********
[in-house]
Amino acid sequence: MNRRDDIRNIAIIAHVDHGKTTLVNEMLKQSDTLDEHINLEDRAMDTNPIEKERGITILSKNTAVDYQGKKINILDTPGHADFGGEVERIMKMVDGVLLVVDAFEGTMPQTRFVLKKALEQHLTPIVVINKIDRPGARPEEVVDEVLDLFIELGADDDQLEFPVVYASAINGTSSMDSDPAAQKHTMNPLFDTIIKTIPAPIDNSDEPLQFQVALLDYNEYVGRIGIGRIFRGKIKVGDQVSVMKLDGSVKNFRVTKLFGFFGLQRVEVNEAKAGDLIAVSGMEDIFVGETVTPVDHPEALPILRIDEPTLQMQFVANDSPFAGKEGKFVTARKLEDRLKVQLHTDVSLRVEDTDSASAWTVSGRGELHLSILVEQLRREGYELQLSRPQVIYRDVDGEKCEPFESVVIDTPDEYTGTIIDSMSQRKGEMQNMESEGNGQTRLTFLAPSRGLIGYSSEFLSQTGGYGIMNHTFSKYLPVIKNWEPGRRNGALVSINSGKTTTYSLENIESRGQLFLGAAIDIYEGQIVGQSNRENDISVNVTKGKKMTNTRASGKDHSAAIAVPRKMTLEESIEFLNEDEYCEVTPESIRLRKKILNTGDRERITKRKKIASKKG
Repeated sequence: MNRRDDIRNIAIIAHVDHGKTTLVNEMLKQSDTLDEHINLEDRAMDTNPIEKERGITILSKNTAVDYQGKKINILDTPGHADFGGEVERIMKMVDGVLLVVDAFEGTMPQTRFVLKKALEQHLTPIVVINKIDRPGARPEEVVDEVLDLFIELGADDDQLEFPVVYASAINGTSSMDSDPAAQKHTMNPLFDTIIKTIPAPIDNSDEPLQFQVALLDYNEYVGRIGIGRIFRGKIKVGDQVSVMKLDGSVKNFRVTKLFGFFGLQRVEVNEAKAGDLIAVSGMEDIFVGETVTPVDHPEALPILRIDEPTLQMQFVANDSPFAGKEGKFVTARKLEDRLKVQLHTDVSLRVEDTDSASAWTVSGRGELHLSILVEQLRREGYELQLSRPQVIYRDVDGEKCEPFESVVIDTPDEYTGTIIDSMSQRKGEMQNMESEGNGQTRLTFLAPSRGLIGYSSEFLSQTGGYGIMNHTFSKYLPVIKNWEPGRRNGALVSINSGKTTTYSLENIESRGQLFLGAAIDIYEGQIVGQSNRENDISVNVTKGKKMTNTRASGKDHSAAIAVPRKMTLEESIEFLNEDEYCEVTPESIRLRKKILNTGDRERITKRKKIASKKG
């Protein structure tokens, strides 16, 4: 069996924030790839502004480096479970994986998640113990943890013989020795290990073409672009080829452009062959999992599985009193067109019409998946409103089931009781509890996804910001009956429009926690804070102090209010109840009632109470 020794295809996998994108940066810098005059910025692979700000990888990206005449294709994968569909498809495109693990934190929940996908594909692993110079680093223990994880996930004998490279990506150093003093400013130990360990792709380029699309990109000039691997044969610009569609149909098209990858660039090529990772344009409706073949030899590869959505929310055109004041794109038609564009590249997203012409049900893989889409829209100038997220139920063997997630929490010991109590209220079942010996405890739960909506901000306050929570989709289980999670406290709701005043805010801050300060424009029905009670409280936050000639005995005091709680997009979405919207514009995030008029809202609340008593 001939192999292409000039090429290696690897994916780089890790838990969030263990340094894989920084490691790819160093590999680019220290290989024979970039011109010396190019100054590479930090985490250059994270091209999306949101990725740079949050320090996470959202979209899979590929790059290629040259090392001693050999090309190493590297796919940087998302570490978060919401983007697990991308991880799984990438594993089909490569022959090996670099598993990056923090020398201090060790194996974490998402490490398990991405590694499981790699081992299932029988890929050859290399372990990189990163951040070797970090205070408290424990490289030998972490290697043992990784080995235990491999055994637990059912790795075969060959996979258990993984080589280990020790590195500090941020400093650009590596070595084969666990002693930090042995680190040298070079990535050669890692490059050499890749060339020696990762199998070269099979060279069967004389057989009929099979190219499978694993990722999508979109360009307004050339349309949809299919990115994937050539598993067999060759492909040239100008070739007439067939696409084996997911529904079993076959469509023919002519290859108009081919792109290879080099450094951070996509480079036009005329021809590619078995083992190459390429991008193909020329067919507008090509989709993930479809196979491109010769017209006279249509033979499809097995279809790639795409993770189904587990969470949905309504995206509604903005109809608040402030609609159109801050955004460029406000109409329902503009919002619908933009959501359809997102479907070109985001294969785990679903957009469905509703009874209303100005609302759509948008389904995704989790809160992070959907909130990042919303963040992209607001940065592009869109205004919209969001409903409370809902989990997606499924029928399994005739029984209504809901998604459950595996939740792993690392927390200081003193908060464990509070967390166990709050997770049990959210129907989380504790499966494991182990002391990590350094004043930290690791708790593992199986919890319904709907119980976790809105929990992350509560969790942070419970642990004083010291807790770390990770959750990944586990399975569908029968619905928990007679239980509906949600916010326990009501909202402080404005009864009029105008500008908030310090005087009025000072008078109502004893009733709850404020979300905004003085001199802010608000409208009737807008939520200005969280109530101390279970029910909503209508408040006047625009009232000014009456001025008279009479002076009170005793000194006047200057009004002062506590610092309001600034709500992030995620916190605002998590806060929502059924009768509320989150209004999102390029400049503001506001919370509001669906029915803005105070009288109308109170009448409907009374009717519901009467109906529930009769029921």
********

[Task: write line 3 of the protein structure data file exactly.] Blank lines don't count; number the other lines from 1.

Repeated sequence: MNRRDDIRNIAIIAHVDHGKTTLVNEMLKQSDTLDEHINLEDRAMDTNPIEKERGITILSKNTAVDYQGKKINILDTPGHADFGGEVERIMKMVDGVLLVVDAFEGTMPQTRFVLKKALEQHLTPIVVINKIDRPGARPEEVVDEVLDLFIELGADDDQLEFPVVYASAINGTSSMDSDPAAQKHTMNPLFDTIIKTIPAPIDNSDEPLQFQVALLDYNEYVGRIGIGRIFRGKIKVGDQVSVMKLDGSVKNFRVTKLFGFFGLQRVEVNEAKAGDLIAVSGMEDIFVGETVTPVDHPEALPILRIDEPTLQMQFVANDSPFAGKEGKFVTARKLEDRLKVQLHTDVSLRVEDTDSASAWTVSGRGELHLSILVEQLRREGYELQLSRPQVIYRDVDGEKCEPFESVVIDTPDEYTGTIIDSMSQRKGEMQNMESEGNGQTRLTFLAPSRGLIGYSSEFLSQTGGYGIMNHTFSKYLPVIKNWEPGRRNGALVSINSGKTTTYSLENIESRGQLFLGAAIDIYEGQIVGQSNRENDISVNVTKGKKMTNTRASGKDHSAAIAVPRKMTLEESIEFLNEDEYCEVTPESIRLRKKILNTGDRERITKRKKIASKKG